The New Priestcraft

“Let the people shake off the shackles with which they are bound by the existing priestcraft . . . and they would soon find teachers enough.” (Editor’s Preface, The Theological Works of Thomas Paine (1830)).

Indeed, wherever Christianity has been abandoned, new teachers have been found, and with these new teachers has come a new and more sinister priestcraft.  From the time of Lucretius, the doctrine of priestcraft has stated that religion is mere hocus pocus, a stupendous fabric of lies and thaumaturgy whereby conniving priests have frightened the peasants and ended each day with a good meal, a soft bed, and a grateful smile from their king.  Thomas Jefferson was a disciple of this doctrine, which he neatly epitomized in this line:

“The riddles of all the priesthoods end in four words: ‘ubi panis, ibi deus.’”   (Letter to John Adams, January 11, 1817)

Wherever there is bread, there is God.  The bread may come as tribute from the people, or as a payoff from the king, but obliging priests will in every case conjure up whatever sort of God (or devil) the customer requires.  In the eyes of a man like Thomas Jefferson, the Christian clergy were just charlatans with a license from the state.

And nowadays our new licensed charlatans are men like Thomas Jefferson, for priestcraft is like the poor in that it will be with us always.  Ubi panis, ibi deus!

Where there is a market for humbug, humbug will be supplied.

These thoughts passed through my mind as I sat this morning in my barber’s chair, listening to the humbug of some priests on one of the morning shows.  Actually, that should be priestesses, since apart from one cowering fellow, all of the humbuggers were gals.  In their televised homilies, these winsome hierophants frightened viewers with hair-raising stories of the snares and wiles of the dark powers.  The dark power of “structural racism” had, for instance, taken possession of a school in suburban Chicago, and there seemed to be nothing the principal or teachers could do to drive it out.  The dark power of “toxic masculinity” was, meanwhile, tormenting women with devils that prevented them from “speaking out” with the abrasive and entitled distain of a man like Brett Kavanaugh.

Whenever one hears the phrase “structural racism,” it seems one also hears the personnel in that racist structure denouncing racism in the strongest possible terms.  By structure, I mean, of course, the policies and procedures of the institution that is said to be possessed by “structural racism” (also known as “institutional racism”).  But since these policies and procedures are the work of human hands, the denouncing personnel are almost always the authors and architects of the structure they find so abhorrent.  It is as if the cooks in a restaurant complained to the customers about the appalling food that came from their kitchen.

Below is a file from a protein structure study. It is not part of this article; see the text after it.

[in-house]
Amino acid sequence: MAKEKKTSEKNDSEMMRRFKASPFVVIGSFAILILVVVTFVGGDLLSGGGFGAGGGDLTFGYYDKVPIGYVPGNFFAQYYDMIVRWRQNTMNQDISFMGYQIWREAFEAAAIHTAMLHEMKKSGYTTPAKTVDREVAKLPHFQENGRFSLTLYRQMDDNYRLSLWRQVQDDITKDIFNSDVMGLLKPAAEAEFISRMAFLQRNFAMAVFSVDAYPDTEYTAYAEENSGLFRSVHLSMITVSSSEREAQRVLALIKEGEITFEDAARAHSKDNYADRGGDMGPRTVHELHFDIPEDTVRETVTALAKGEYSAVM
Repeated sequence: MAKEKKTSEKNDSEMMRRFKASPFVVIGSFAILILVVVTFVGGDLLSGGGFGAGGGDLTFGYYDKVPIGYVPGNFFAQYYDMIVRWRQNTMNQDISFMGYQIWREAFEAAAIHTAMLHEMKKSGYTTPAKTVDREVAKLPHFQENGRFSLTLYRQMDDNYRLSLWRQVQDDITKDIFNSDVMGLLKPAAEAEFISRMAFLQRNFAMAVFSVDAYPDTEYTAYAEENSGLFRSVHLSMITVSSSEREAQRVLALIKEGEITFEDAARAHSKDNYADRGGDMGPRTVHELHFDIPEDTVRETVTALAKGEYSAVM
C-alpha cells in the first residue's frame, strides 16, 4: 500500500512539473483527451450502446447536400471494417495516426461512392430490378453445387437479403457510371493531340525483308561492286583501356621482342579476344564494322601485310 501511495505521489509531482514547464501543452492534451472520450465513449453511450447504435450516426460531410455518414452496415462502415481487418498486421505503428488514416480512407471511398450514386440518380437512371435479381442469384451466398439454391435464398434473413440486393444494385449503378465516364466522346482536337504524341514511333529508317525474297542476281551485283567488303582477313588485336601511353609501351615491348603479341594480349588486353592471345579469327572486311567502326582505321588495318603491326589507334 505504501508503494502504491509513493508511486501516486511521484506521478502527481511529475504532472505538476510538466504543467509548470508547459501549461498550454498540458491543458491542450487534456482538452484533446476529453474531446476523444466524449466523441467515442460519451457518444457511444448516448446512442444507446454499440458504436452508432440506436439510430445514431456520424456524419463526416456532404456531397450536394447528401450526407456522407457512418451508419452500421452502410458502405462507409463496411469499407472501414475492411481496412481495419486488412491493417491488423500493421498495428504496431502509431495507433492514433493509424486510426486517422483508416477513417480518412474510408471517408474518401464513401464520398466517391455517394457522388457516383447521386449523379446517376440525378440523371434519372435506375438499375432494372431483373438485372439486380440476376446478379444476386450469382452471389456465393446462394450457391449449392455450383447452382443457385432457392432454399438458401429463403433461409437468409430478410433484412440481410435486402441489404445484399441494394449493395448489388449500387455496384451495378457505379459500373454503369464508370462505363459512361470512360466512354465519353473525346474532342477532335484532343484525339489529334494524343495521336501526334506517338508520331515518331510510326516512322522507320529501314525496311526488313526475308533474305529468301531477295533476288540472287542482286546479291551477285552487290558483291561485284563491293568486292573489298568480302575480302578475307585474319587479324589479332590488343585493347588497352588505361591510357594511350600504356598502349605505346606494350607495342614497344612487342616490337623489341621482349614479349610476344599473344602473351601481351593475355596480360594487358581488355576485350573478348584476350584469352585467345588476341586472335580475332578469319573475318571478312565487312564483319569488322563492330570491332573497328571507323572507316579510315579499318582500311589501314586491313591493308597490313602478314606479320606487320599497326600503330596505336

It appears that the people who control the school system have very little control over the school system, and this is at first a great riddle.  No one, apparently, knows what policy or procedure causes the “racism,” since if this were known, there is nothing to stop those in control from changing that policy or procedure.  No one is pointing to a reactionary faction within the administration, or among the teachers, and accusing them of defending, or perhaps concealing, the nefarious policy or procedure.  It really does seem like it must be the work of a devil.  Either that or priestcraft.  And,

“the riddles of all the priesthoods end in four words: ‘ubi panis, ibi deus.’”

The homily on toxic masculinity was delivered as a dialogue between two bold and aggressive women, with that cowering chap pretending he was the moderator.  The nub of their argument was that women have been conditioned to meekness, patience and long-suffering, and in laying their argument out, these two women worked themselves into quite a lather.  It is a curious thing to watch a woman on national television give vent to her anger that women are not permitted to give vent to their anger. Both of these shrinking violets wound up shouting that women are given no voice in our culture of toxic masculinity, a peroration that won no nods of agreement from meek and haggard men in that cut-rate barbershop.

Post-Christian America has found its new teachers, but they are not the teachers William Carver imagined when he wrote the Preface to Paine’s Theological Works.  They are priests of Progressivism, and they hound us with their homilies even as barbers trim our nose hairs.  “Priest-ridden” was another favorite phrase of the old freethinkers, but I do not believe that even counter-reformation Italy was so ridden with priests that a man could not be free of them in his barber’s chair.  A pious Styrian peasant under the watchful eye of Rome was not so hag-ridden by superstitious fears of dark powers as are the writhing and wretched victims of the new priestcraft.

ubi panis, ibi deus.’” 

17 thoughts on “The New Priestcraft

  1. Pingback: The New Priestcraft | @the_arv

  2. I have had similar thoughts. The gynocracy where I teach buys into and constantly trumpets the claim that there is an “epidemic of rape on college campuses.” They presumably subsume their own campus under that claim. The “epidemic,” in which “one out of four” coeds will be sexually assaulted, has supposedly been in progress, so to speak, since as long as anyone can remember. If that were so, then the administrators of the university, some of whom have held their posts for a long time, would be criminally negligent in their governance of the institution because apparently they have merely been sitting in their cushy chairs letting the mayhem happen. The mendacity of it makes me sick to my stomach.

  3. Steve Sailer often makes the point that progressives have been running much of the world for a long time, but they have yet to take responsibility for the institutions under their control. The modern university is what Voegelin might have called the “immanentization of progressivism,” so if it has a “rape crisis,” there must be a connection between progressivism and rape. But no, it is the frat houses that really run the university, not the president’s office. I know what Foucault said about capillary power, but I still fail to understand how racism can be powerful if there are no racists in power.